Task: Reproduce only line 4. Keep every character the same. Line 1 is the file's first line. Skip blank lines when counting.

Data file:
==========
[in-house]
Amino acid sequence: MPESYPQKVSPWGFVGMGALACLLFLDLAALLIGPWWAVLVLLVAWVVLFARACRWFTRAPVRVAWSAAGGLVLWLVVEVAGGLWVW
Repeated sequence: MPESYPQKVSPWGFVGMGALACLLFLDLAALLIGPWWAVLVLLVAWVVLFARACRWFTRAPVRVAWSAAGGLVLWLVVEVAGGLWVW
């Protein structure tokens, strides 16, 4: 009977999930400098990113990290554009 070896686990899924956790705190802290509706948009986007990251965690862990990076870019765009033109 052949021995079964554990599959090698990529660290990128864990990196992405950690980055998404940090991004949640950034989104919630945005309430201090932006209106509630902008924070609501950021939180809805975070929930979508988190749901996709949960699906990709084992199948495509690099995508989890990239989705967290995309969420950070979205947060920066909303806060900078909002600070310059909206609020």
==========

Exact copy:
């Protein structure tokens, strides 16, 4: 009977999930400098990113990290554009 070896686990899924956790705190802290509706948009986007990251965690862990990076870019765009033109 052949021995079964554990599959090698990529660290990128864990990196992405950690980055998404940090991004949640950034989104919630945005309430201090932006209106509630902008924070609501950021939180809805975070929930979508988190749901996709949960699906990709084992199948495509690099995508989890990239989705967290995309969420950070979205947060920066909303806060900078909002600070310059909206609020």